to-day--his sincerity of nature and honesty of purpose. In the painful

revelations which, alas! time is apt to bring of double-dealing and

self-seeking on the part of men in power, no public character of his day

stands out more honourably in the strong light which posterity is already

concentrating on the words and actions of the past, than does Prince Albert

for undeniable truthfulness and disinterestedness. Men may still cavil at

his conclusions, and maintain that he theorised and systematised and was

tempted to interfere too much, but they have long ceased to question his

perfect integrity and single-heartedness, his rooted aversion to all

trickery and to deceit in every form. "He was an honest man and a noble

prince who did good work," is now said universally of the Queen's husband;

and honesty is not only the highest praise, it is a great power in dealing

with one's fellows.



But it was not in a day or without many struggles that anything approaching

to his aim was achieved. The inevitable irritation caused by the transfer

of power and the disturbance of existing arrangements on the part of a new

comer, the sensitive jealousy which even the Prince's foreign birth

occasioned, had to be overcome before the first approach to success could

be attained.



We can remember that some of the old Scotch Jacobite songs--very sarcastic

where German royal houses were concerned--experienced a temporary revival,

certainly more in jest than in earnest, and with a far higher appreciation

of the fun than of the malice of the sentiment. The favourite was "The wee,

wee German Lairdie," and began in this fashion:--



Wha the Diel hae we gotten for a King,

But a wee, wee German Lairdie?

And when they gaed to bring him hame

He was delvin' in his little kail-yardie.



The last verse declared:--



He'a pu'ed the rose o'English blooms,

He's broken the harp o'Irish, clowns,

But Scotia's thistle will jag his thoomba,

The wee, wee German Lairdie.



A prophecy honoured in its entire breach.



Even tried and trusty friends grown old in Court service could not make up

their minds at once to the changed order of affairs, or resign, without an

effort to retain it, their rule when it came into collision with the wishes

of the new head of the household; Prince Albert, in writing frankly to his

old comrade Prince Lowenstein, said he was very happy and contented, but

the difficulty in filling his place with proper dignity was that he was

only the husband and not the master of the house. The Queen had to assert,

like a true woman, when appealed to on the subject, that she had solemnly

engaged at the altar to obey as well as to love and honour her husband, and

"this sacred obligation she could consent neither to limit nor define."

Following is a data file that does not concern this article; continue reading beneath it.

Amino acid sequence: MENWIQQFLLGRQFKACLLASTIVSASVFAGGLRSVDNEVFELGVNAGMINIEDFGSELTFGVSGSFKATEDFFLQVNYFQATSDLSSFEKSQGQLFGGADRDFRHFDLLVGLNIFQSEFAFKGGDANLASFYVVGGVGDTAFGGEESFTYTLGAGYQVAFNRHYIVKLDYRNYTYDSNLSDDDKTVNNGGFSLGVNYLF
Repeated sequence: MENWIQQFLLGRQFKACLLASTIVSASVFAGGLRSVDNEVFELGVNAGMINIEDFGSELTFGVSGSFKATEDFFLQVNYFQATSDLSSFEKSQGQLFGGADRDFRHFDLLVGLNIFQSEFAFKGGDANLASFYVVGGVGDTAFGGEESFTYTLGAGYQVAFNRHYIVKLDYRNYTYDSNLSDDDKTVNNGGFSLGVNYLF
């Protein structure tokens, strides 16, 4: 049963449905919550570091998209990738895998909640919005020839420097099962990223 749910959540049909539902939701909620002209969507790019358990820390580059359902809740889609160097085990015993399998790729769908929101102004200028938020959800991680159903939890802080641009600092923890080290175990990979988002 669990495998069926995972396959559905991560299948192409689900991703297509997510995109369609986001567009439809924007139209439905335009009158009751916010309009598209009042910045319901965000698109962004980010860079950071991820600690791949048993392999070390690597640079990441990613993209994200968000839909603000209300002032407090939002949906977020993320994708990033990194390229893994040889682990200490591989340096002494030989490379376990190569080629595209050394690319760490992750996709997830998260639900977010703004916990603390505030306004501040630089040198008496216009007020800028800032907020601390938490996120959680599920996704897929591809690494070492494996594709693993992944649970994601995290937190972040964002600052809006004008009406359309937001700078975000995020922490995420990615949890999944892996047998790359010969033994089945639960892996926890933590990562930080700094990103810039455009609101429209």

It may be stated that, in spite of the fidelity and devotion of those who

surrounded the Queen, the old system under which the arrangements of the

palaces were conducted stood in great need of reform. Anything more

cumbrous, complicated, and inconvenient than the plan adopted cannot

easily be conceived. The great establishments were not subject to one

independent, responsible rule, they were divided into various departments

under as many different controlling bodies. Rights and privileges,

sinecures and perquisites, bristled on all sides, and he who would reform

them must face the unpopularity which is almost always the first

experience of every reformer. There is a graphic account of the situation



in the "Life of the Prince Consort," and "Baron Stockmar's Memoirs." "The

three great Officers of State, the Lord Steward, the Lord Chamberlain, and

the Master of the Horse, all of them officials who varied with each change

of the Ministry, and were appointed without regard to any special

qualifications for their office, had each a governing voice in the

regulation of the household.... Thus one section of the palace was

supposed to be under the Lord Chamberlain's charge, another under that of

the Lord Steward, while as to a third it was uncertain whose business it

was to look after it. These officials were responsible for all that

concerned the interior of the building, but the outside had to be taken

care of by the office of Woods and Forests. The consequence was, that as

the inside cleaning of the windows belonged to the Lord Chamberlain's

department, the degree of light to be admitted into the palace depended

proportionably on the well-timed and good understanding between the Lord

Chamberlain's Office and that of Woods and Forests. One portion of the